I was having dinner with my 2 college roommates in Morro Bay, upstairs in a killer beach house we had rented across from Morro Strand, we had been surfing that evening, when on KOTR, the local radio station played “Whiskey in the Jar” from the then newly released Shady Grove album. This was the first Garcia/Grisman album that was released after Jerry’s death in 1995. This was approximately late 1996 or early 1997. There is something about the clean acoustic sound that Jerry and Dave put together that just strikes me to my core. I think I probably played the Shady Grove album in my college days about 10,000 times. I went to college at Cal Poly SLO. San Luis Obispo is the Central Coast of California, and among other things, has a huge agriculture scene. The Central Valley is nearby, and the Central Valley of California is where the biggest and baddest farming and agriculture goes down that I’m aware of. Where I’m going with this, is there was a huge cowboy and cowgirl population at Cal Poly. My favorite times at Cal Poly usually had to do with rodeos, Thursday nights at McClintock’s in downtown where even a goof ‘surfer dude’ like me could find a cowgirl to dance with, partying with a great crew of guys and gals that were decidedly non fraternity/sorority in nature, surfing and fishing (WON BASS and Anglers Choice). Cal Poly was a wonderfully diverse place where you would be in class sitting next to a cowboy from Bakersfield, a surfer from La Jolla, a snowboarder from Mammoth, and a computer whiz from Palo Alto.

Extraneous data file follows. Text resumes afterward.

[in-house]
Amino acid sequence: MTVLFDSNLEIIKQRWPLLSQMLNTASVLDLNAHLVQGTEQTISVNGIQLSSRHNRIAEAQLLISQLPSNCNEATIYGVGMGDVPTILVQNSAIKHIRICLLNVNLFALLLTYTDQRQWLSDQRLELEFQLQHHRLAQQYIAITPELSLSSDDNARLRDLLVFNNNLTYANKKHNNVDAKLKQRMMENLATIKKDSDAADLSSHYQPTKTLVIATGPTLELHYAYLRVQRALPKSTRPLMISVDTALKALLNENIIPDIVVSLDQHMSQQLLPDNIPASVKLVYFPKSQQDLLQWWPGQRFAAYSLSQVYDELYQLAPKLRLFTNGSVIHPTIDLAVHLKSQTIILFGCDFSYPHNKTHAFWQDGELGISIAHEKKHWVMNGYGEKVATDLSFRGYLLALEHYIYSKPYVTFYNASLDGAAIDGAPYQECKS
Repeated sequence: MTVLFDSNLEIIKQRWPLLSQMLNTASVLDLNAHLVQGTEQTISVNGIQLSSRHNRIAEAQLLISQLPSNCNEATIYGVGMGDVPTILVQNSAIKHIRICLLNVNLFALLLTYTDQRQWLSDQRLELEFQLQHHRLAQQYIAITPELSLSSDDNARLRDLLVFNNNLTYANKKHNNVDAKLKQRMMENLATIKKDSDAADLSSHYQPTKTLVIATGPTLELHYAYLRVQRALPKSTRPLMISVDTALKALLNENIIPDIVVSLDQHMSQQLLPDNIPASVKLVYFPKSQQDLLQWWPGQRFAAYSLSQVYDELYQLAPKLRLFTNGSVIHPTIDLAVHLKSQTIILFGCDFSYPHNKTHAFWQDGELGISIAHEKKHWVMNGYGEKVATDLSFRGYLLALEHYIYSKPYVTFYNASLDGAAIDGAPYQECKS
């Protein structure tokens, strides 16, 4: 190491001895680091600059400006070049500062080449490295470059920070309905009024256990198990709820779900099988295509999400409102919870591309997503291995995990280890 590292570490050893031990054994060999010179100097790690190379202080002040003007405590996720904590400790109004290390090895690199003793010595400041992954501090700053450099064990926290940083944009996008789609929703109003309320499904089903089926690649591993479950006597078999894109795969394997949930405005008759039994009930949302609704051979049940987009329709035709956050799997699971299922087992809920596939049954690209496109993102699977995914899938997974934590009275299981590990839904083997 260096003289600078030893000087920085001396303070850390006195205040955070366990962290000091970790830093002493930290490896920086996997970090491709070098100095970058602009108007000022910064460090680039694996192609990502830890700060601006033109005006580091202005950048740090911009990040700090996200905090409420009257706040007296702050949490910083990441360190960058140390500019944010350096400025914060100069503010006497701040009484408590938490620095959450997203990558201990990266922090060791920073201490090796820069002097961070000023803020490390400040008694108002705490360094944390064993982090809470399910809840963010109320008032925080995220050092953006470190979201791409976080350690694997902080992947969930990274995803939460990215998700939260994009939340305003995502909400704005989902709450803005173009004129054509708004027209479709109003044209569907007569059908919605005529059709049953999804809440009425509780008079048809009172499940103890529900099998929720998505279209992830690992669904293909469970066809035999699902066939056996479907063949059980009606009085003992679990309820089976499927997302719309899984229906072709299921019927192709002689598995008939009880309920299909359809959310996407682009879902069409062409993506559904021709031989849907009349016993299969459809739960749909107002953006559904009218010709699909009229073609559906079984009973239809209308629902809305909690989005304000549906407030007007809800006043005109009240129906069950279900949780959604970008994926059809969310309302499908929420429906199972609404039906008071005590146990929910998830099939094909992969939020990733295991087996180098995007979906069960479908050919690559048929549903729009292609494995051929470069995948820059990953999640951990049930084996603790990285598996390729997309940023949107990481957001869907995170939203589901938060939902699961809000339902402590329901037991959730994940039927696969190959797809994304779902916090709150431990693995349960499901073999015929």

When Southern Trout Eaters was coming together, you have to understand the personal journey that the film encompasses to appreciate why Shady Grove was so perfect for the film, as far as I was concerned. Shady Grove is the album name, but also, a song name, and the tune Shady Grove was my #1 favorite from the album and if you ask anyone of my college friends, they will tell you I would play Shady Grove while suiting up and getting ready for a surf every time. Shady Grove is a traditional courting tune, played in Appalachia for centuries. I’m 100% sure I’d never had heard the song if Jerry hadn’t introduced me to it. So, when I found myself years later, in the Appalachian Mountains in the middle of a pretty awesome swimbait bite, bluegrass is what I played in my truck. I have spent many many days and nights alone in the woods in Appalachia, especially the early years, exploring and fishing, and about the only thing I can remember besides the fishing is rocking out to Bill Monroe, Garcia/Grisman, and Old&In The Way on the way to and from the lakes on my weekend adventures. It’s one of the rituals you get into. I have certain music I play based on where I’m going or what I’m doing, and bluegrass is usually being played with 8″ Huddleston’s and 10″ Triple Trouts are involved. Then came Monday; back to forecast updates, software, venture capitalism, and Atlanta.